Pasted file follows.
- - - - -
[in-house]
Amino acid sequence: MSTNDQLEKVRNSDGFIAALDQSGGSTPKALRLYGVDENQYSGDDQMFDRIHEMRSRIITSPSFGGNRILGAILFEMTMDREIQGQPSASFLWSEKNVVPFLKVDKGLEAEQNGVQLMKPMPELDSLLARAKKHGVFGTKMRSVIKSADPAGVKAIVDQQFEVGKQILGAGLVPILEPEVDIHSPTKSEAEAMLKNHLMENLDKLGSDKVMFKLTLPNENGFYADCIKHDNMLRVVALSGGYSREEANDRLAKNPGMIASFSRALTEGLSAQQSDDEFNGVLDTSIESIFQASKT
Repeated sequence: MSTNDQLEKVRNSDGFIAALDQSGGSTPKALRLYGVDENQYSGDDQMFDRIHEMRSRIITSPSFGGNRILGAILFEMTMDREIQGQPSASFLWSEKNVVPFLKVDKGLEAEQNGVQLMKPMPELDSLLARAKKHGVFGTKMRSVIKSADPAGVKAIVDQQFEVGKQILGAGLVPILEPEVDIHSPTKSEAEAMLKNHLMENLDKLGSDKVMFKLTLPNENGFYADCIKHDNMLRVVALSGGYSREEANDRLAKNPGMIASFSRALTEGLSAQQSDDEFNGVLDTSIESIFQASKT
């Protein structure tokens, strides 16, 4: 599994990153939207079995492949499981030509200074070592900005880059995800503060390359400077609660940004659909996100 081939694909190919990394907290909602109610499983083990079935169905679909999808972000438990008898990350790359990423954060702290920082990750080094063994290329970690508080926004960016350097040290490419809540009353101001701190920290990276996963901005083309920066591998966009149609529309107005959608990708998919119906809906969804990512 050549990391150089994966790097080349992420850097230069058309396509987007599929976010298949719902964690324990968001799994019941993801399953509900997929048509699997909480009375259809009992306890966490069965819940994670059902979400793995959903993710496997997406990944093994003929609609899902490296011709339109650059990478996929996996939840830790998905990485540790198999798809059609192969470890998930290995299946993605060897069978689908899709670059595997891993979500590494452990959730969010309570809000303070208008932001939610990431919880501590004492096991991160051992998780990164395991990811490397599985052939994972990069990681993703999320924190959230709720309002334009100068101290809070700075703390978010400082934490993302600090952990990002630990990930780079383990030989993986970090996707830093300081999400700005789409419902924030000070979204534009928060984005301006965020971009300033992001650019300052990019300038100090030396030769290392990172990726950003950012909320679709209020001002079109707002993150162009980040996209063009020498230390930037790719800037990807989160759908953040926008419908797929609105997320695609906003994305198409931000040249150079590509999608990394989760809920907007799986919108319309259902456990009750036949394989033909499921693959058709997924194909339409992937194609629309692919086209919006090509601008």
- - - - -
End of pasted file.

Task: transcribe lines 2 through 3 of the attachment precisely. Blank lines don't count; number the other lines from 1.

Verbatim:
Amino acid sequence: MSTNDQLEKVRNSDGFIAALDQSGGSTPKALRLYGVDENQYSGDDQMFDRIHEMRSRIITSPSFGGNRILGAILFEMTMDREIQGQPSASFLWSEKNVVPFLKVDKGLEAEQNGVQLMKPMPELDSLLARAKKHGVFGTKMRSVIKSADPAGVKAIVDQQFEVGKQILGAGLVPILEPEVDIHSPTKSEAEAMLKNHLMENLDKLGSDKVMFKLTLPNENGFYADCIKHDNMLRVVALSGGYSREEANDRLAKNPGMIASFSRALTEGLSAQQSDDEFNGVLDTSIESIFQASKT
Repeated sequence: MSTNDQLEKVRNSDGFIAALDQSGGSTPKALRLYGVDENQYSGDDQMFDRIHEMRSRIITSPSFGGNRILGAILFEMTMDREIQGQPSASFLWSEKNVVPFLKVDKGLEAEQNGVQLMKPMPELDSLLARAKKHGVFGTKMRSVIKSADPAGVKAIVDQQFEVGKQILGAGLVPILEPEVDIHSPTKSEAEAMLKNHLMENLDKLGSDKVMFKLTLPNENGFYADCIKHDNMLRVVALSGGYSREEANDRLAKNPGMIASFSRALTEGLSAQQSDDEFNGVLDTSIESIFQASKT